Microsoft has shut down the site of a well-known Chinese blogger who used its MSN online service in China after he discussed a high-profile newspaper strike that broke out here one week ago.
The decision is the latest in a series of measures in which some of the US' biggest technology companies have cooperated with the Chinese authorities to censor Web sites and curb dissent or free speech online as they seek access to China's booming Internet marketplace.
Microsoft drew criticism last summer when it was discovered that its blog tool in China was designed to filter words like "democracy" and "human rights" from blog titles. The company said on Thursday that it must "comply with global and local laws."
"This is a complex and difficult issue," said Brooke Richardson, a group product manager for MSN in Seattle. "We think it's better to be there with our services than not be there."
The site pulled down was a popular one created by Zhao Jing (趙京), a well-known blogger with an online pen name, An Ti (安替). Zhao, 30, also works as a research assistant in the Beijing bureau of the New York Times.
The blog was removed last week from a Microsoft service called MSN Spaces after the blog discussed the firing of the independent-minded editor of the Beijing News, which prompted about 100 journalists at the paper to go on strike on Dec. 29. It was an unusual show of solidarity for a Chinese news organization in an industry that has long complied with tight restrictions on what can be published.
The move by Microsoft comes at a time when the Chinese government is stepping up its own efforts to crack down on press freedom. Several prominent editors and journalists have been jailed in China over the last few years and charged with everything from espionage to revealing state secrets.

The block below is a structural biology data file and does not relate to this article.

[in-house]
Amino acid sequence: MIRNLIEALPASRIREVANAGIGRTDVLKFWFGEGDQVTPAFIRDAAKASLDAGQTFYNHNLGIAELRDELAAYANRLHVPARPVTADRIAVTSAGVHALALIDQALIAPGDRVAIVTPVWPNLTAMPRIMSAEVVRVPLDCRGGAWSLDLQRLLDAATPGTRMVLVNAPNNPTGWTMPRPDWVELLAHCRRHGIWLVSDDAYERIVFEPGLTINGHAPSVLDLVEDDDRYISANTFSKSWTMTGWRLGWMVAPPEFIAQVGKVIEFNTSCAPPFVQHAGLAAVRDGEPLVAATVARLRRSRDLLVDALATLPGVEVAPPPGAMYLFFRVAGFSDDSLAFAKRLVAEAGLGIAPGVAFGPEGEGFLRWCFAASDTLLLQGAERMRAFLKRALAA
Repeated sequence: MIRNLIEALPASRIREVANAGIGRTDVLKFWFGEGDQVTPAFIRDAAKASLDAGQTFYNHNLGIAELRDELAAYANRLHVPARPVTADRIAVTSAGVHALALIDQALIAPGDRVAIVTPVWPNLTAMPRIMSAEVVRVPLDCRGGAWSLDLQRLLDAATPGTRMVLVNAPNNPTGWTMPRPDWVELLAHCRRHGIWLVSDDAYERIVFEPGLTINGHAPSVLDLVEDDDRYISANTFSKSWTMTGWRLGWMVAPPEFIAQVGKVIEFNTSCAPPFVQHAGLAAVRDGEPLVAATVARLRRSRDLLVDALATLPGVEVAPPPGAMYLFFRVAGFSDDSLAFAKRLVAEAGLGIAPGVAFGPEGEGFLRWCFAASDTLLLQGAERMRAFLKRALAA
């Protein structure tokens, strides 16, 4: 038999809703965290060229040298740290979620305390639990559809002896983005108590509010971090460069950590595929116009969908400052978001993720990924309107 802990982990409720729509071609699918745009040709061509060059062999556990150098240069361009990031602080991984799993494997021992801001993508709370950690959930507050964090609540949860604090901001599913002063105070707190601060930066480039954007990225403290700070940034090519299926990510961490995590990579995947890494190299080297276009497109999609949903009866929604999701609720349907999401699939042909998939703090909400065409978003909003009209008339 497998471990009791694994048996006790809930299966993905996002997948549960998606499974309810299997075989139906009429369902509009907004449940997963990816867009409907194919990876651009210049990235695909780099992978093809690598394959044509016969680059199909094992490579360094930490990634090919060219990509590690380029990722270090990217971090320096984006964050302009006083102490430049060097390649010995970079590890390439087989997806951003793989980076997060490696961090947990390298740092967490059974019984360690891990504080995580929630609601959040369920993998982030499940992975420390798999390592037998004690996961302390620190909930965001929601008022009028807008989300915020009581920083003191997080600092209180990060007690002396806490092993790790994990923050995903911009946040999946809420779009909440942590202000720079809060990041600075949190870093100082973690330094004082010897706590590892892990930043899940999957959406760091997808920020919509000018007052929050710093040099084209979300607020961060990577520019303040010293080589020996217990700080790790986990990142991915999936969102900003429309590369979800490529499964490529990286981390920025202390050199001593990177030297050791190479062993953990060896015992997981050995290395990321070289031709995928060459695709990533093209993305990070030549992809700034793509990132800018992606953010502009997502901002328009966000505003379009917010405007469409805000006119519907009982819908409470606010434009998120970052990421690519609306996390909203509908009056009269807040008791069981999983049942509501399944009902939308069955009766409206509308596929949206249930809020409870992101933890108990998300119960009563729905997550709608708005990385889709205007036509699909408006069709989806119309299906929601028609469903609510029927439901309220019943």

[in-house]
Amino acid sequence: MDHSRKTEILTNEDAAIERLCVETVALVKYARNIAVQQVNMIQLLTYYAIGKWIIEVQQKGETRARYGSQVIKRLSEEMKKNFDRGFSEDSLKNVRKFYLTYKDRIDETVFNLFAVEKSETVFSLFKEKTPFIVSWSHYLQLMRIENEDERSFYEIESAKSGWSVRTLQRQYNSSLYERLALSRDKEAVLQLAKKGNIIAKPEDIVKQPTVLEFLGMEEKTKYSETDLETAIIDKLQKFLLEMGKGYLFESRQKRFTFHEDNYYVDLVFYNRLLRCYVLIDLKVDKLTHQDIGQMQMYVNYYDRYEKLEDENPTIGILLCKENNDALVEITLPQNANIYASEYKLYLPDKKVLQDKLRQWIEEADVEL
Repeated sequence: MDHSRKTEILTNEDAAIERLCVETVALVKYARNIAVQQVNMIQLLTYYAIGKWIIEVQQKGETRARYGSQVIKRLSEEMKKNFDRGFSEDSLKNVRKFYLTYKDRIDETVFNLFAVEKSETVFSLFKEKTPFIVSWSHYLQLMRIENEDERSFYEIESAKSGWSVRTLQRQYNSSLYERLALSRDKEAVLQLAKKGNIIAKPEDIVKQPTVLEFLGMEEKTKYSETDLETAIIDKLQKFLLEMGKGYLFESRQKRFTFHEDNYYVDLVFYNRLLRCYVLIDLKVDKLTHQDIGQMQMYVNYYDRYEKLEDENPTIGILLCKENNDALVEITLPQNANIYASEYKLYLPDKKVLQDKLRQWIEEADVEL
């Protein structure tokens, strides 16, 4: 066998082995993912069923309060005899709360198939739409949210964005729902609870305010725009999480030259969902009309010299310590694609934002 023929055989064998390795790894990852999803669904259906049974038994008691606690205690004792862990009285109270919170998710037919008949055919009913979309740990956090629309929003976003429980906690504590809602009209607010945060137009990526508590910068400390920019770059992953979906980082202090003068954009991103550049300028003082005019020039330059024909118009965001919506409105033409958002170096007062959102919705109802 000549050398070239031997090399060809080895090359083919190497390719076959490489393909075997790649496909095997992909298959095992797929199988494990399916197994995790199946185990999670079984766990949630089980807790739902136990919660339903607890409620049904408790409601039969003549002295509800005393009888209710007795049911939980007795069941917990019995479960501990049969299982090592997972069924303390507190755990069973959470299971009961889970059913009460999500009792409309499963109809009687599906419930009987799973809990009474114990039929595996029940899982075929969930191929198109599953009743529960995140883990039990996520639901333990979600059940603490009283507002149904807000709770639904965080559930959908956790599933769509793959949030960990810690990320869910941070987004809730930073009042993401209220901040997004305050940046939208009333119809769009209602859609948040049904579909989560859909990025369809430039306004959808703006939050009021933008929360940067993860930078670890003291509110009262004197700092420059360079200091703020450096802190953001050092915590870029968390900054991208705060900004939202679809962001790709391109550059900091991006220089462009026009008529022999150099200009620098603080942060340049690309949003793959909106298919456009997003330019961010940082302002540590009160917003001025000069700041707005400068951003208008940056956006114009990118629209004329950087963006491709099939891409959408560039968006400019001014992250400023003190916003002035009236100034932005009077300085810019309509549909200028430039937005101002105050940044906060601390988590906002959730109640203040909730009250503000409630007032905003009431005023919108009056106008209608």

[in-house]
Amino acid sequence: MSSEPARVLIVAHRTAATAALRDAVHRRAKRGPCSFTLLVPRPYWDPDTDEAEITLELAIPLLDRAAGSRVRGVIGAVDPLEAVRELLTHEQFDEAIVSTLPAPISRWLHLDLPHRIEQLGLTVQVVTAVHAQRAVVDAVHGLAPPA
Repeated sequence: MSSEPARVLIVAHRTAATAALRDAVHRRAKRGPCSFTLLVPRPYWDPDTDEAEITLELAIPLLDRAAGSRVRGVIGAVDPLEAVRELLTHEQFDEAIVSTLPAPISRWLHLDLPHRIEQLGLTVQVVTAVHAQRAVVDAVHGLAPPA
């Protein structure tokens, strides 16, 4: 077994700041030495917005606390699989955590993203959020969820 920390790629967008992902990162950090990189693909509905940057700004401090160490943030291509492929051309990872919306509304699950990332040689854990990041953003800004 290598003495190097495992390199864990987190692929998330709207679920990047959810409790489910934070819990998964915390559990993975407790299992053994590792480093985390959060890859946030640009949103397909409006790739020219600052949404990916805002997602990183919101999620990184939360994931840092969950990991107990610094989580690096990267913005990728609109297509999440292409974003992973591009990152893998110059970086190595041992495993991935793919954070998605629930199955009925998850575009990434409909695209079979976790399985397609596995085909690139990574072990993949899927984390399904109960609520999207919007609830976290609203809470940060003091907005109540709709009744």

Another research assistant for the New York Times, Zhao Yan (no relation to Zhao Jing), was indicted last month on charges that he passed state secrets to the newspaper, which published a report in 2004 about the timing of former Chinese president Jiang Zemin's decision to give up the country's top military post.
China closely monitors what its people post on the Internet, and the government regularly shuts Web sites and deletes postings that are considered anti-administration. A spokeswoman for Microsoft said the company had blocked "many sites" in China. The MSN Spaces sites are maintained on servers in the US.
Richardson of Microsoft said Zhou's site was taken down after Chinese authorities made a request through a Shanghai-based affiliate of the company.
The shutdown of Zhao's site drew attention and condemnation elsewhere online this week. Rebecca MacKinnon, a fellow at the Berkman Center for Internet and Society at Harvard Law School, wrote on her blog, referring to Microsoft and other technology companies: "Can we be sure they won't do the same thing in response to potentially illegal demands by an overzealous government agency in our own country?"
Robert Scoble, a blogger and official "technology evangelist" for Microsoft, took a public stand against the company's action.
"It's one thing to pull a list of words out of blogs using an algorithm. It's another thing to become an agent of a government and censor an entire blogger's work," he wrote.